The ‘characteristics’ of street-children—their tenuous links with families and independence from adults—do not conform to commonly held views about what constitutes a ‘proper’ childhood in contemporary thought. Popular images of street-children—as victims or villains—rest upon particular representations of children and twentieth century discourses about child-hood that arose among the wealthier classes of the western industrial world (Boyden 1990). The apposition of ‘street’ and ‘children’ suggests that street location is a peculiar and significant mark of identity outside the normal frame: ‘after all, children can also be found using fields, lofts, and gardens without there being any apparent need to coin terms such as ‘field children,’ ‘loft children,’ or ‘garden children’ (Glauser 1990). Street children upset broad expectations both about the street—a place for commerce, men, and prostitutes—and about childhood—a time for carefree and protected innocence (Hecht 1998). From the modern Western viewpoint, children who are not ‘at home’ and nurtured by responsible adults are ‘forsaken’ or ‘deviant,’ and street children in particular are ‘out of place’ in society and ‘outside childhood’ (Connolly and Ennew 1996).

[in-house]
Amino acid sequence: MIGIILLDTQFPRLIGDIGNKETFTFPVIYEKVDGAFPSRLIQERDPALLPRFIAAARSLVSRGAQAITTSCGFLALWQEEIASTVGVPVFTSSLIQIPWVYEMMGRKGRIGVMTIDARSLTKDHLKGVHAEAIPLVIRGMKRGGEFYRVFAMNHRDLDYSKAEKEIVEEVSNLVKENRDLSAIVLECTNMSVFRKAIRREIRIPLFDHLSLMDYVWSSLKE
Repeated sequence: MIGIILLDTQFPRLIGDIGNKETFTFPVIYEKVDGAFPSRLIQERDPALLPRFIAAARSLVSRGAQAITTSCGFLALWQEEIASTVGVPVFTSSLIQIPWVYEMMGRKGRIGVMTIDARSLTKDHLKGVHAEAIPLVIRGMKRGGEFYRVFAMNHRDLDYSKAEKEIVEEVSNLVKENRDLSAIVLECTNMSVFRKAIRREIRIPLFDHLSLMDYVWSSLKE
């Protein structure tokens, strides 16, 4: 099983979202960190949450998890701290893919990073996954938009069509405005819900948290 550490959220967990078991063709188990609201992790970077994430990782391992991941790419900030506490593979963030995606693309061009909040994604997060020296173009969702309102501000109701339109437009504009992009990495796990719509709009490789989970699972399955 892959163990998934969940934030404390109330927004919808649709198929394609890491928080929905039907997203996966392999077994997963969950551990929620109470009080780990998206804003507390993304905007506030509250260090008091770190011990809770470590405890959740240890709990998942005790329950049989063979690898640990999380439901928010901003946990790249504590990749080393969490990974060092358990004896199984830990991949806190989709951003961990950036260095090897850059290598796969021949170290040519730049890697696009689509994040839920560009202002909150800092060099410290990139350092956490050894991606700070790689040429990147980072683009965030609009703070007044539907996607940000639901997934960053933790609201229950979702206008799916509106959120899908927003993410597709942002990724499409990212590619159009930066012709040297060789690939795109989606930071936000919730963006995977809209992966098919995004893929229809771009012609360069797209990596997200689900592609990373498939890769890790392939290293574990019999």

It has been argued that such portrayals are actually unhelpful to the children themselves (Ennew 1994). Many interventions which emphasise a vulnerable and ‘lost’ childhood have focused on ‘rescuing’ children from the streets by placing them in institutions or back with a family; this tends to ignore the social networks and coping strategies developed by the children, and generally has failed to provide lasting solutions. The focus of children’s activities ‘on the street’ has also tended to promote unidimensional accounts of their lives; for instance, it is not often realized that children who live on the street commonly attend school and retain contacts with their families (Ennew and Milne 1997). Furthermore, public condemnation of street murders in Latin America has unwittingly reduced children’s status to that of hunted prey, which conveys little understanding of the ways in which violence is actually experienced: in Brazil, while harassment at the hands of police is ubiquitous and extermination or torture not uncommon, street children are far more likely to die at the hand of their peers than as victims of death squads (Hecht 1998).